After such a long, hot summer, a lot of venues seem to be choked with weed. Has the water you’re fishing suffered from an abnormal weed growth and, if so, how are you combating it within your fishing?
My fishing this year and the venues I’ve chosen to fish, have all been pretty normal compared to previous summers. I haven’t had to change much, or adapt my ways significantly, to try and combat abnormal weed growth when it came to my main water in the Colne Valley.
I spent the main part of the summer on this 140-acre pit, in the highest temperatures of the year, and I went about my fishing as normal. I applied the same amount of boilies as I usually would and I pre-baited like I usually would. I tend to go heavy on the bait, particularly after the carp have spawned and I took this method there and had great success. It was my first year on the big pit and after talking to a couple of regulars they informed me that the fishing was slow compared to previous summers. I didn’t know any different and my approach definitely worked.
I would find carp in all areas of the pit at the start of the campaign and I found myself fishing pretty much everywhere to start with. By the end of the summer though I only managed to find them in two big bays down one end of the lake. It has just come to my attention, via social media, that the oxygen levels were low in the void areas and that’s why the carp weren’t visiting them anymore. A very familiar sign on many waters, up and down the country, this year. There have been big debates on social media about giving the fish a rest, etc. At the end of the day though a carp is a carp, right? They survive and feed hard in much warmer temperatures than those which we’ve experienced here in the UK in 2018. The only real issue was the oxygen levels and the water quality they’re living in. Some lakes were starved of oxygen and many big fish died from it unfortunately.
One of my local club waters has had major weed growth this summer. I don’t usually fish there for sessions as I use it for a quick-hit, stalking type of water these days. I managed a few nice fish from there on the floaters and unless you’re up for a day’s work with a weed rake then that’s the only way you could catch them in some areas. It’s top-to-bottom weed, so floater fishing was my preferred method. You have to be prepared though and step the tackle up and have a boat nearby to land them safely. This particular water is a lot shallower than the big pit and the weed growth was excessive this year.
All in all, my fishing was standard summer time fishing for me with the same bite ratio as I would normally have – it’s obviously just a bit sweatier for myself than usual. I think I spent six weekends in a row sleeping under the stars – now that’s surreal for England. Roll on the autumn, as this is my favourite time of the year!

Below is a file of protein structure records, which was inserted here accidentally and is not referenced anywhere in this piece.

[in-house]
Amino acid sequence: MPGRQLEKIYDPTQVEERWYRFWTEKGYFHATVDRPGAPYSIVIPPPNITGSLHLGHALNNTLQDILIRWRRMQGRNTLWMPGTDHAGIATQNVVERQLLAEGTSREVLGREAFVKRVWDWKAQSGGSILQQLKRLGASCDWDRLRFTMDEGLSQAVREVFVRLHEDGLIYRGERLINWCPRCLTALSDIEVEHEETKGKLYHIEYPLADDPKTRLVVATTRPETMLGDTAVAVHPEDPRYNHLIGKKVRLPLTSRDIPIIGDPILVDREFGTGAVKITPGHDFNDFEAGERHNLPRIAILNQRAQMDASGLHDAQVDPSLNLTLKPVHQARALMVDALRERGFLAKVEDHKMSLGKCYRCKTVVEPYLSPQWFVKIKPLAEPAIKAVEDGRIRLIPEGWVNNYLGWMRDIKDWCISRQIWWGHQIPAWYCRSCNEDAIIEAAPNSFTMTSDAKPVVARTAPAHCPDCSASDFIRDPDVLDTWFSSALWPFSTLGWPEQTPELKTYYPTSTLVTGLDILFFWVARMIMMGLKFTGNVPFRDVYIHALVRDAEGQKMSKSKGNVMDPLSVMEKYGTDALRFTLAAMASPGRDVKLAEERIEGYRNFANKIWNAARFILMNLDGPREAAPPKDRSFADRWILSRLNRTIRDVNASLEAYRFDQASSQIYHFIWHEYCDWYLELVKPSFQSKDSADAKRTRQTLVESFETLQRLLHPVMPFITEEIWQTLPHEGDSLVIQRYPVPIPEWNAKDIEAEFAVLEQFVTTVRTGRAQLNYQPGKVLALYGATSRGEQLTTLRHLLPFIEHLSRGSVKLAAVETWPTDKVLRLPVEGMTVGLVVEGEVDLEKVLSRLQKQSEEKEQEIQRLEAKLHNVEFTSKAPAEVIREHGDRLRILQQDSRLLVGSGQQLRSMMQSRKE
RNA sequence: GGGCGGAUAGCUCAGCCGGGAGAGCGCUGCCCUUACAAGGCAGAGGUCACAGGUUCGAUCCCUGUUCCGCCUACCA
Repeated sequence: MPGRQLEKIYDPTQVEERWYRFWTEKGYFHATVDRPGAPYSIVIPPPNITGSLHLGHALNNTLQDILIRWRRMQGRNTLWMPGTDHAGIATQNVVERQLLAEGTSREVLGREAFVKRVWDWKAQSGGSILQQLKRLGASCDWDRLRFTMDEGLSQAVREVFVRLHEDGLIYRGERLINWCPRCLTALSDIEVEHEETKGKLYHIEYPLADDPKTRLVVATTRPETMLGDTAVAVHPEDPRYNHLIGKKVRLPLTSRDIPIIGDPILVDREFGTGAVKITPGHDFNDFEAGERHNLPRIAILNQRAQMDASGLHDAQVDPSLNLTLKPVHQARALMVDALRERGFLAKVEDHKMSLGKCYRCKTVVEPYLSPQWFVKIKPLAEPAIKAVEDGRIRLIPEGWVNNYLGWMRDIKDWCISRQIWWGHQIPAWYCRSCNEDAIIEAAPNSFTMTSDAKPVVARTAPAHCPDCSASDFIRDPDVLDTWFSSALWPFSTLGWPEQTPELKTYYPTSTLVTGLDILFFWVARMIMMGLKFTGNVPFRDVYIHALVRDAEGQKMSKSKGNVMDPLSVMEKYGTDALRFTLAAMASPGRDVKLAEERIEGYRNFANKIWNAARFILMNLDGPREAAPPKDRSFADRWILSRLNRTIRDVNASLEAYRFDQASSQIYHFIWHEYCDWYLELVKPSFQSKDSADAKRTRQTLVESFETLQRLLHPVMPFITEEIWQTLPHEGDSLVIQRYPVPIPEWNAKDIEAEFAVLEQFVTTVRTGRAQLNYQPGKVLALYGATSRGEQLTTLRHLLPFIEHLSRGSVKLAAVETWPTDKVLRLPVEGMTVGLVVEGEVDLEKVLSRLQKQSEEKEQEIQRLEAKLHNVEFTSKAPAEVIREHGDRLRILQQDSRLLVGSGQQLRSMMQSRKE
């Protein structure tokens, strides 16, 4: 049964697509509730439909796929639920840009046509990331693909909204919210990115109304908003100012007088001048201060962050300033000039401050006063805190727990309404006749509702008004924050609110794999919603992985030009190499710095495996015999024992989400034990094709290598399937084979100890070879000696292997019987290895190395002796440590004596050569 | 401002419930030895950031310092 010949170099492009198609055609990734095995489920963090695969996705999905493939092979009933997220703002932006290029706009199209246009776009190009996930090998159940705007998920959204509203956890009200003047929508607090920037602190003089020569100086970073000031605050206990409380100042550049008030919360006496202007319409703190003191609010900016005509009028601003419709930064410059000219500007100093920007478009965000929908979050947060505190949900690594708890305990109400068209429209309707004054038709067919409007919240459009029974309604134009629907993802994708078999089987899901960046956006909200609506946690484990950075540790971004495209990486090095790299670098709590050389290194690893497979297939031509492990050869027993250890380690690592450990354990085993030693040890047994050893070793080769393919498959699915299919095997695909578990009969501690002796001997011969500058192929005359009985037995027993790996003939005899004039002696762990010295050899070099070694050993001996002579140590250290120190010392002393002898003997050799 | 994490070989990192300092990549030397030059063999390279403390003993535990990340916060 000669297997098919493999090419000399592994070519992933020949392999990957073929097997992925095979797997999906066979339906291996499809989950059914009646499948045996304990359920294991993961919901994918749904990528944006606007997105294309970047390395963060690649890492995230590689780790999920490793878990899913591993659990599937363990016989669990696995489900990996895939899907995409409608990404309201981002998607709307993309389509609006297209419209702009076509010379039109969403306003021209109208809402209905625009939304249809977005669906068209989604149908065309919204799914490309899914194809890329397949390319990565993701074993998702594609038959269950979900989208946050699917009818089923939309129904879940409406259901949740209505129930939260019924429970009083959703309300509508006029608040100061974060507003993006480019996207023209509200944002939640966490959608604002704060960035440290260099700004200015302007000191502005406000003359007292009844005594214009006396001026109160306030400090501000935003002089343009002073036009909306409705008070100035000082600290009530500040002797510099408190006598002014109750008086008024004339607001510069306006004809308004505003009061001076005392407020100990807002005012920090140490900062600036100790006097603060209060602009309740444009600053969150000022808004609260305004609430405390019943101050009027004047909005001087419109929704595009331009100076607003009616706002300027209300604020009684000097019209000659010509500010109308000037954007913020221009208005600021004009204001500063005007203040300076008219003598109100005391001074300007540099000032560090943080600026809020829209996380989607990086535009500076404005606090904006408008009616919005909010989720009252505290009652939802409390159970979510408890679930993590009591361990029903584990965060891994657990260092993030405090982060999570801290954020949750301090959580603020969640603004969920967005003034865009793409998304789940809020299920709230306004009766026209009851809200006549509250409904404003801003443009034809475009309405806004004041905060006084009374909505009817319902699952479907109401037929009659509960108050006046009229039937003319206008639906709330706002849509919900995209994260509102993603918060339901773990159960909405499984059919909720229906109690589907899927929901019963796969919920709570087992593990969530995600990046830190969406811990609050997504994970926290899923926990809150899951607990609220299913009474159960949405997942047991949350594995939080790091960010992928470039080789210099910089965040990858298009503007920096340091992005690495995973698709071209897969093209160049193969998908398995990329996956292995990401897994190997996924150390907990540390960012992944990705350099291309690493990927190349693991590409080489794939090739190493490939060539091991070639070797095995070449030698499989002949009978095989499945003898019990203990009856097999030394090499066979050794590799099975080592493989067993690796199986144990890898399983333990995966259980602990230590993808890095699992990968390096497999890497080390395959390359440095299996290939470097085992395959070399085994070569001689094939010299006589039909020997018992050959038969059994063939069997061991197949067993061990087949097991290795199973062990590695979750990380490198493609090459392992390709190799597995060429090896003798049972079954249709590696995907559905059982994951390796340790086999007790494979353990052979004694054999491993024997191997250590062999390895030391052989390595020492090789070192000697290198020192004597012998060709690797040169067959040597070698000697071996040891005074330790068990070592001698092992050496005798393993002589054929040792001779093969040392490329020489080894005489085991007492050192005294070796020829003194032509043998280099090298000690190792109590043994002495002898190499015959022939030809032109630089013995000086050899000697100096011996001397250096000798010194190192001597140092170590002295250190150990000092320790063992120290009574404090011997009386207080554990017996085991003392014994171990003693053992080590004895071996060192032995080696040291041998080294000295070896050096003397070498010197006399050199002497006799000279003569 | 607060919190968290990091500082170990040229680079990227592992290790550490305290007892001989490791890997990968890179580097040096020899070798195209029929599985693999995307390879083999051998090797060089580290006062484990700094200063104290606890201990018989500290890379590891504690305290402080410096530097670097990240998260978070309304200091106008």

The syndicate that I have been fishing this season, is one that I have fished on and off for several years now. Therefore I have built up knowledge of which types of weed grow and in which parts of the lake each one thrives in. Throughout the year the different weeds and weed growth in the lake constantly change, resulting in my methods used to fish throughout the year changing as well.
At the beginning of this spring, when the lake started to warm up, the silk weed was the first to become active on the lake bed. Wherever I could find this fresh growth seemed to be winning areas, as it held an abundance of natural food sources.
Moving into April/May and the start of this year’s heatwave and the weed in the shallower end of the lake started to grow vigorously, but wasn’t unfishable with the right techniques. On a particular day I found the fish feeding in the fresh tassel pondweed and the first thing I did was to collect some of the weed with a gripper-style lead to obtain the length of the weed that the fish were feeding in. This then allowed me to fish my chod rig at the right length and the beads at the correct distance from the lead.
In recent weeks the weed types that were growing in the spring have died back and Canadian pondweed has started to become the dominant species of weed in the lake. A tool that I have used in recent years is the Deeper Pro Plus to inform me of the height of the weed and to help identify areas of low lying weed. This allows me to start pre-baiting and allowing the fish to keep these areas free of the Canadian pondweed. These areas that did have fairly thick weed growing have now been completely cleared by the fish and are now a regular source of action for me.